Acute myeloid leukemia (AML) is an aggressive hematologic malignancy that affects people of all ages but becomes more common with increasing age. The median age at diagnosis is 67 years, and nearly 1/3 of patients are ≥75 years old at diagnosis [1]. However, successful treatment of AML in older patients (typically defined as >60 years in those with AML) presents a significant challenge due to poor tolerance of the standard chemotherapy and adverse biological features of the leukemic cells compared to younger patients. Older patients are more likely to have adverse cytogenetic features, antecedent hematologic disorders that predispose to chemotherapy resistance, and a higher expression of multidrug resistance genes. Furthermore, their increased frequency of comorbidities and decreased performance status at the time of diagnosis leads to poorer tolerance to therapy compared to younger patients. Combined, these features lead to a 5-year leukemia free survival of only 8.5% older adults (age 65-74) compared to 39% in those under age 65 [2].

Traditional therapy for patients with AML involves intensive chemotherapy, usually involving an anthracycline combined with cytarabine or other cytotoxic drugs. Although older patients tend to have worse outcomes with this therapy compared to younger patients, intensive induction therapy appears to have a small but real survival advantage compared to supportive care alone in older patients [3]. As such, an individualized approach to offering intensive therapy to older adults is important to choose those older patients who may obtain a survival benefit with minimal toxicity. Several predictive scores have been investigated as decision criteria for older AML patients who are treated with intensive chemotherapy [4]. Cytogenetics, performance status, age, white blood cell count at diagnosis and organ dysfunction are some of the variables identified as related to prognosis in different scoring systems. Using these scoring systems, patients can be stratified into groups that predict 8 week mortality ranging from 16-71% and 3 year overall survival ranging from 3-40%.

The goal of intensive chemotherapy for AML is achievement of a complete remission (CR), typically after 1 to 2 cycles of therapy. While achievement of CR has been shown to translate into longer survival compared to not achieving a CR, newer hypomethylating agents lead to hematologic improvement and even CR in some patients after several courses of therapy with less treatment related toxicity [5]. The question then arises in the elderly population whether rapid achievement of CR is necessary or therapies that prevent leukemia acceleration and reduce the burden of disease over time may be more beneficial.

To answer this question will require better understanding of the bone marrow micro-environment in AML patients. Prolonged cytopenias leading to infectious complications and bleeding is a common cause of death in AML, and the prolonged cytopenias seen with the slower response to hypomethylating agents must be considered when choosing this therapy over intensive chemotherapy. Novel therapies that improve cytopenias while at the same time reducing the burden of leukemia would be clearly beneficial in the elderly patients.

Over the last decade drug development and clinical trials in elderly AML have focused on less-intensive therapies that have the potential of achieving complete remission while preserving quality of life. These options include, among others, clofarabine, farnesyl transferase inhibitors, FMS-like tyrosine kinase 3 (FLT-3) inhibitors and sapacitabine. Despite the development of these new agents, there have been no approvals of new drugs for the treatment of AML in elderly patients by the United States FDA, highlighting the difficulty of obtaining a true survival benefit in this population.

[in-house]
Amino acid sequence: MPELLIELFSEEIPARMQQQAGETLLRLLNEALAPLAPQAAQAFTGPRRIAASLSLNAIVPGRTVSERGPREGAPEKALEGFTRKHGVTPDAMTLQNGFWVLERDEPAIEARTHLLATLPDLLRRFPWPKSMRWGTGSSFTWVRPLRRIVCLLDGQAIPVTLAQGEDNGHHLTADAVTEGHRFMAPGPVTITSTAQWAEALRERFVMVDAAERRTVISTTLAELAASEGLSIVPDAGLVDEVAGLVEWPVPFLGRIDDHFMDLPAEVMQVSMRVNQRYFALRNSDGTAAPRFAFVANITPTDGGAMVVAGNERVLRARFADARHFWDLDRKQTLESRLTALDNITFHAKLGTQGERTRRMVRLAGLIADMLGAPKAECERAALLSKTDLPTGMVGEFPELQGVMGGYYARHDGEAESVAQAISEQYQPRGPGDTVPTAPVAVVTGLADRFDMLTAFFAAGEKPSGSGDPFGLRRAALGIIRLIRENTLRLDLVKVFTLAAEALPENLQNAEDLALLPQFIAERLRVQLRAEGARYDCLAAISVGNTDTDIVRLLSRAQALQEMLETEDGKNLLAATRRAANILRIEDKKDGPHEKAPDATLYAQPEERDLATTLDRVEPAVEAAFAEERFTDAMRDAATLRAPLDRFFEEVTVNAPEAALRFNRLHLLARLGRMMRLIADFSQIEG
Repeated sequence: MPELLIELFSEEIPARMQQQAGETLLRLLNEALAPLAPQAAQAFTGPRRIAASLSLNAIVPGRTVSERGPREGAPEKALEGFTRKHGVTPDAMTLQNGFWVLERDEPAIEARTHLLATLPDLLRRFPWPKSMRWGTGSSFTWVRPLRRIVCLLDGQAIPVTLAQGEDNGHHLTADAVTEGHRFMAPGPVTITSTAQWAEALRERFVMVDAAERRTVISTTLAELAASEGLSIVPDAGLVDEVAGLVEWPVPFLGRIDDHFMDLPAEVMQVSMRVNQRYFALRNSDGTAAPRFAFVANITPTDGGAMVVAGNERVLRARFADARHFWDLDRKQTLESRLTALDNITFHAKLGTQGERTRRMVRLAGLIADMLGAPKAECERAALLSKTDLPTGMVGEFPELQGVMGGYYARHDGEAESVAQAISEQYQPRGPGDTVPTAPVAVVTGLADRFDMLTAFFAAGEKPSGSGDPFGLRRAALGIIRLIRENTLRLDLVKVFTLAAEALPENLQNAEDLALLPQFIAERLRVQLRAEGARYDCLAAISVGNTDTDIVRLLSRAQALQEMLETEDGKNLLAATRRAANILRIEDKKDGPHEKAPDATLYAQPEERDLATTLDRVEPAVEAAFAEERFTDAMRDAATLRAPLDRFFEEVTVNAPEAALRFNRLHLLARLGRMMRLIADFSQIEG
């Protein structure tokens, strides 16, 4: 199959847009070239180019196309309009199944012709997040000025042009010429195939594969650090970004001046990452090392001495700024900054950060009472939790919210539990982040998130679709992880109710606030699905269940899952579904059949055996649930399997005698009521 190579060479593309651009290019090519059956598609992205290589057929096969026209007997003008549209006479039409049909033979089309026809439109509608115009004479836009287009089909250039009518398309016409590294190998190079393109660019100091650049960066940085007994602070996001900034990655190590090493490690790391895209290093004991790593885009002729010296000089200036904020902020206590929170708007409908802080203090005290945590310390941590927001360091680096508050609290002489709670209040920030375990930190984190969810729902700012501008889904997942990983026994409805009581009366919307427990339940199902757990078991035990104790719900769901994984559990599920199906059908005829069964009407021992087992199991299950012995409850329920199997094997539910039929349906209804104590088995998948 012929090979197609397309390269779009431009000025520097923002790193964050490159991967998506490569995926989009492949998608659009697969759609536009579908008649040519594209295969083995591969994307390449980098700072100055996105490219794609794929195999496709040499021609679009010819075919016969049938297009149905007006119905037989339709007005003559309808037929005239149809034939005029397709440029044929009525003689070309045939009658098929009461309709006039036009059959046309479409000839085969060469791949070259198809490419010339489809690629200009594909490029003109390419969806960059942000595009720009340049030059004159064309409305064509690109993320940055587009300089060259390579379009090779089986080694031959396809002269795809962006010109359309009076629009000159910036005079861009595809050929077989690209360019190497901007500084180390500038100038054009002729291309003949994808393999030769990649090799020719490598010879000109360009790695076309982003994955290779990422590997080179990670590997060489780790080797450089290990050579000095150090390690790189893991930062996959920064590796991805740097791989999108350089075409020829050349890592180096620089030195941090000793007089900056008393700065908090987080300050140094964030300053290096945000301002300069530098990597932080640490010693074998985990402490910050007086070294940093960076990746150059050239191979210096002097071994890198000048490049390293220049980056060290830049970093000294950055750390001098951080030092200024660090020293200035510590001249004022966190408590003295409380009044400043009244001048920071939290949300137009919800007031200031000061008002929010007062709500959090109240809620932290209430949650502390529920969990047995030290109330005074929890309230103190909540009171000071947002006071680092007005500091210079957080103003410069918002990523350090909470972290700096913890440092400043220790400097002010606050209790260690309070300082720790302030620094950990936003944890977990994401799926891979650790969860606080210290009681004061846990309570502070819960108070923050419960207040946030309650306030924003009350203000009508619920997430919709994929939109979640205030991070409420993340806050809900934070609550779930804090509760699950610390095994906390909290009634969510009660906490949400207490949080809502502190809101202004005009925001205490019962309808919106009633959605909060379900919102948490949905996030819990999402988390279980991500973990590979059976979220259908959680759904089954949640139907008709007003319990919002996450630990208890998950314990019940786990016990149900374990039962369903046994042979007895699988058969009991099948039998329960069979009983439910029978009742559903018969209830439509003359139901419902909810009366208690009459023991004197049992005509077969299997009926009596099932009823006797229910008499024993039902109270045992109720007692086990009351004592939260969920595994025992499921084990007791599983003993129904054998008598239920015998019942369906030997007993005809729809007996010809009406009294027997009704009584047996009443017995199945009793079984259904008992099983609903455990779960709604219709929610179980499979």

Consolidation therapy, aimed at preserving remission, is paramount to treatment of AML upon achievement of a CR. Allogeneic hematopoietic cell transplantation (HCT) and chemotherapy consolidation are two therapeutic options to prevent relapse in younger patients. Unfortunately, both options are associated with significant morbidity in older AML patients without a clear track record of success. Non-myeloablative conditioning regimens have been developed to reduce toxicity and allow the use of HCT in older patients, but infections, graft-versus-host disease, and disease relapse remain common issues. However, non-myeloablative conditioning regimens have been used in well-selected older patients who can tolerate it with impressive long-term survival [6].

Recently, there has been significant excitement over the use of immune therapies in AML. The goal is to enhance immune cells and redirect the patient's own immune system to target leukemic cells. Several immunotherapeutic strategies are currently being in evaluated in proof of concept in clinical trials. The current armamentarium of immune approaches in acute leukemia includes bispecific T cell engager (BITE) antibodies, chimeric antigen receptors T-cells and check-point inhibitors [7]. Although these agents are early in development in AML, they provide hope for a novel, reduced toxicity anti-leukemia induction therapy or a unique method of delivering durable consolidation therapy for older adults.

Care for the older patient with AML remains challenging. However, careful selection of fit older patients who may benefit from intensive induction therapy and use of less toxic agents in others allows for successful treatment of some older patients with AML. Improving understanding of the molecular basis of AML and its sensitivity to immunotherapy offers hope for a more tailored and tolerable approach.